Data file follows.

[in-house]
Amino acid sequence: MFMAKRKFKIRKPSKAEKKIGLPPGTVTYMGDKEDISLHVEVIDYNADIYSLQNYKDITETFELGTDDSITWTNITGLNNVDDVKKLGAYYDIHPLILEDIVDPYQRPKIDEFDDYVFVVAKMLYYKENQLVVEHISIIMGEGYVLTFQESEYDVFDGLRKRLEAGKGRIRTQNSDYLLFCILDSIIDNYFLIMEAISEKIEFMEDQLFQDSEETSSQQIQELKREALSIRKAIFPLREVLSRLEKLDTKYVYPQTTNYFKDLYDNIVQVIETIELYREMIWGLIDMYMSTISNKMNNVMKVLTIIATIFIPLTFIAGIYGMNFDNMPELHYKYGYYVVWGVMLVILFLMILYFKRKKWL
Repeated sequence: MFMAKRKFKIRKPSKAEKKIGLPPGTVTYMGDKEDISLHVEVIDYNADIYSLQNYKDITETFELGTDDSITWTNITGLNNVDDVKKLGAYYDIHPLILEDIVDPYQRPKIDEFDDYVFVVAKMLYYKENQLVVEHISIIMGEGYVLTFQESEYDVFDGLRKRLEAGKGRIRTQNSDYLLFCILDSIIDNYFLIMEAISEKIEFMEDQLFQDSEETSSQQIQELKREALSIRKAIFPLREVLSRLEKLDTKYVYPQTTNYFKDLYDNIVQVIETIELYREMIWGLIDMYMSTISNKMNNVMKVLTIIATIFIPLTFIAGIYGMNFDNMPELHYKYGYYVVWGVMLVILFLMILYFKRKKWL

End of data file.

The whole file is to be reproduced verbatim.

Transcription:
[in-house]
Amino acid sequence: MFMAKRKFKIRKPSKAEKKIGLPPGTVTYMGDKEDISLHVEVIDYNADIYSLQNYKDITETFELGTDDSITWTNITGLNNVDDVKKLGAYYDIHPLILEDIVDPYQRPKIDEFDDYVFVVAKMLYYKENQLVVEHISIIMGEGYVLTFQESEYDVFDGLRKRLEAGKGRIRTQNSDYLLFCILDSIIDNYFLIMEAISEKIEFMEDQLFQDSEETSSQQIQELKREALSIRKAIFPLREVLSRLEKLDTKYVYPQTTNYFKDLYDNIVQVIETIELYREMIWGLIDMYMSTISNKMNNVMKVLTIIATIFIPLTFIAGIYGMNFDNMPELHYKYGYYVVWGVMLVILFLMILYFKRKKWL
Repeated sequence: MFMAKRKFKIRKPSKAEKKIGLPPGTVTYMGDKEDISLHVEVIDYNADIYSLQNYKDITETFELGTDDSITWTNITGLNNVDDVKKLGAYYDIHPLILEDIVDPYQRPKIDEFDDYVFVVAKMLYYKENQLVVEHISIIMGEGYVLTFQESEYDVFDGLRKRLEAGKGRIRTQNSDYLLFCILDSIIDNYFLIMEAISEKIEFMEDQLFQDSEETSSQQIQELKREALSIRKAIFPLREVLSRLEKLDTKYVYPQTTNYFKDLYDNIVQVIETIELYREMIWGLIDMYMSTISNKMNNVMKVLTIIATIFIPLTFIAGIYGMNFDNMPELHYKYGYYVVWGVMLVILFLMILYFKRKKWL